The tournaments of the 7th season of ESL Pro League Counter-Strike: Global Offensive event will be held in Dallas, Texas. Being the seventh season’s finals, a group stage will be held three days before the actual game behind closed doors at a yet to be confirmed location.
The main event will be held at the Verizon Theatre between 18th-20th May 2018, and it will include the finals, 2 semi-finals and 2 quarter-finals. The competition will see up to 16 teams going to Dallas to play for the grand prize – $ 1 million.
Dallas also hosted the fifth season, where G2 Esports took the trophy home but the sixth ESL Pro League season was held at Odense. This tournament will include an online part to determine what teams from the European region and the North American region will go to Dallas to participate in the live finals. ESL Pro League also hopes to bring in more talented teams around the globe this year.
This tournament will be the first main CS: GO event to be streamed on Facebook after the ESL One Genting. ESL recently entered a new deal with Facebook that will see all ESL CS: GO Pro League, and ESL One events streamed in English become exclusive to this social platform.
As such, no ESL One event will be streamed in English on YouTube or Twitch. ESL signed the contract sometime in January 2018, with Facebook streaming the first event – ESL One Genting, a $400,000 competition hosted by Dota 2.
This tournament also grants teams an opportunity to qualify for the International 8, the most popular event among fans. The premise for ESL’s move was to reduce the costs that come with broadcasting these events. Traditional sponsors only give small amounts of money that barely take care of the costs. Thus, signing up for exclusive broadcast with Facebook provides ESL adequate cash to air such large events.
The Fans’ Reaction After the First Facebook Streaming
Being the first Dota competition in 2018 that hosts recognized teams in the world, fans were a little disappointed by the Facebook live stream. At first, the stream attracted 7,000 viewers but the number reduced to 2,000 during the larger parts of the broadcast.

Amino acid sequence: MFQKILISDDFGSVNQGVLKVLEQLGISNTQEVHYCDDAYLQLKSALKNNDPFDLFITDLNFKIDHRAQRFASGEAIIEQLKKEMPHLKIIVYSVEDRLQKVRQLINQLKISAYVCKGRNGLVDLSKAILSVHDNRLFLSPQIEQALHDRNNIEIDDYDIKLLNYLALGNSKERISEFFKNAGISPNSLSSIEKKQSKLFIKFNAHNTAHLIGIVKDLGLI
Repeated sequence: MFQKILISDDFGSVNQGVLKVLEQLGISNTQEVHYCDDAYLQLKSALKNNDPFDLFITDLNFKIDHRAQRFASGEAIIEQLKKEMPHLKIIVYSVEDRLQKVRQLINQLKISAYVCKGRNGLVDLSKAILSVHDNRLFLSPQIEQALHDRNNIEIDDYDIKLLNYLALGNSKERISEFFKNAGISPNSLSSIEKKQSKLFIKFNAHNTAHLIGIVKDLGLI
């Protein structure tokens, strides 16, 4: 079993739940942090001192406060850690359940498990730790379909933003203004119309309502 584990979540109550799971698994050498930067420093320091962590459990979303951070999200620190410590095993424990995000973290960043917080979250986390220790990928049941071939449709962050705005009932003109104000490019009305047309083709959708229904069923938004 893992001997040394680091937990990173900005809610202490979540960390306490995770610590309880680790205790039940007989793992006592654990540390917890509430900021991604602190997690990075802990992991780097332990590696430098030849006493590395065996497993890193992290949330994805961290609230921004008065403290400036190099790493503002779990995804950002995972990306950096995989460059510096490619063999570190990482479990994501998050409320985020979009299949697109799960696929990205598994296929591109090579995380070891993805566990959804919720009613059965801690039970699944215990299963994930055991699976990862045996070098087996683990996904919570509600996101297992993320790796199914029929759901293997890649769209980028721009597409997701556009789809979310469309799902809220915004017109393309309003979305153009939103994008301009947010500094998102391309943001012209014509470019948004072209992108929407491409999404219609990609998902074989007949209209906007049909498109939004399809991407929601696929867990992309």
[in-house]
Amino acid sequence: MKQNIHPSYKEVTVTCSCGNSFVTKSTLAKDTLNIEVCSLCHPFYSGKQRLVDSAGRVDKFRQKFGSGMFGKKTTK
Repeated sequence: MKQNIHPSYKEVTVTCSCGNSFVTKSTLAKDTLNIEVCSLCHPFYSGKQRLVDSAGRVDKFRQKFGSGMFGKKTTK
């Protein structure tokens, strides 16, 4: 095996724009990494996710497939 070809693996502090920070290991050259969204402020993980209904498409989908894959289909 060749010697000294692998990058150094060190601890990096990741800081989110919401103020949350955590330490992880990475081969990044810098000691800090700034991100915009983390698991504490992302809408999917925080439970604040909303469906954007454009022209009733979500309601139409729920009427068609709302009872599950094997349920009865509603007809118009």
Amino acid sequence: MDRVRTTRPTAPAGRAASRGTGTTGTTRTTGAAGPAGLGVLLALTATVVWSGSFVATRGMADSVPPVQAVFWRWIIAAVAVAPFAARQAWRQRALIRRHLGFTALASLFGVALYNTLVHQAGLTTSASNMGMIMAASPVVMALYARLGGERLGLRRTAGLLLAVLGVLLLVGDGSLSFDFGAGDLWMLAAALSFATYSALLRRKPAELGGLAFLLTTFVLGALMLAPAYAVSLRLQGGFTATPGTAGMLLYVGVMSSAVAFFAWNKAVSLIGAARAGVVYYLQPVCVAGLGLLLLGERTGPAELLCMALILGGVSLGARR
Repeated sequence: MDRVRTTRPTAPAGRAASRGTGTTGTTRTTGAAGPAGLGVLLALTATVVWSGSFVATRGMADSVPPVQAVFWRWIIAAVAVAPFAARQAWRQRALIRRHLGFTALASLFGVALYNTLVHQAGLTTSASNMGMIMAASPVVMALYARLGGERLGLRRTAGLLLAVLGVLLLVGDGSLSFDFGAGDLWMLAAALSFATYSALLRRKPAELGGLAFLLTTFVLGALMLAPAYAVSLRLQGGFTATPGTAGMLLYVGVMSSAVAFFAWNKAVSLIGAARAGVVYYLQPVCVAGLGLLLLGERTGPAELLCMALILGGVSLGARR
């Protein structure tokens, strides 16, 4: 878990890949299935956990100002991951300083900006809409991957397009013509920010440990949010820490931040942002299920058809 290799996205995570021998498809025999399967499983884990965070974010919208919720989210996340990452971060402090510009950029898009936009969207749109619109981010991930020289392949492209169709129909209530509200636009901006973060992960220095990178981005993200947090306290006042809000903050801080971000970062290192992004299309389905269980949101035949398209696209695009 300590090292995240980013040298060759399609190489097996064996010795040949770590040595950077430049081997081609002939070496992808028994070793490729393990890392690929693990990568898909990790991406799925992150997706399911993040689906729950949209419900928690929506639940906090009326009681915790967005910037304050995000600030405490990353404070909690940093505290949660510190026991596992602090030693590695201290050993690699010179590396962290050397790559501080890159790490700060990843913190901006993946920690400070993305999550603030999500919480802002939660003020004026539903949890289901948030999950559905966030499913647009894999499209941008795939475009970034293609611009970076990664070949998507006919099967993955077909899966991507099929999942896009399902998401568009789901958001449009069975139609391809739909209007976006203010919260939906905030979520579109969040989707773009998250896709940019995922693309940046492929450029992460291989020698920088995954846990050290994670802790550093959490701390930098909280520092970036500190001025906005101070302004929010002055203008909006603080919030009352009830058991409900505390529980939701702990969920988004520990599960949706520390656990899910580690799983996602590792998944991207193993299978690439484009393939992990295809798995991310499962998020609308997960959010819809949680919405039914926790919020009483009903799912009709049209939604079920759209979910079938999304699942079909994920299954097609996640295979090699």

It’s evident the disgruntled fans do not recognize the benefits of platform exclusivity. They expressed dissatisfaction with the Facebook platform as there were lots of technical issues during the stream.
The visual clarity was significantly compromised, and those watching from their mobile devices also launched several complaints. In fact, they said that the most reliable way to watch the match was on iOS devices via the Facebook app that compelled users to create an account.
Subsequent Streaming of Other Competitions
Several other factors that may have caused the technical issues – time zone differences and the fact that the match was the only group stage.
In an attempt to provide fans with what they want, some personalities have started streaming the games on their Twitch channels as long as they do so without sponsors and don’t use anything including casting from the ESL stream. The move also affects avid ESL bettors on gg.bet esports.
ESL remains stringent on the exclusive streaming on Facebook until the end of 2019. Fans who decide to use Twitch to stream the events may miss out on significant tournaments as the exclusivity contract means all ESL One games will be streamed via Facebook.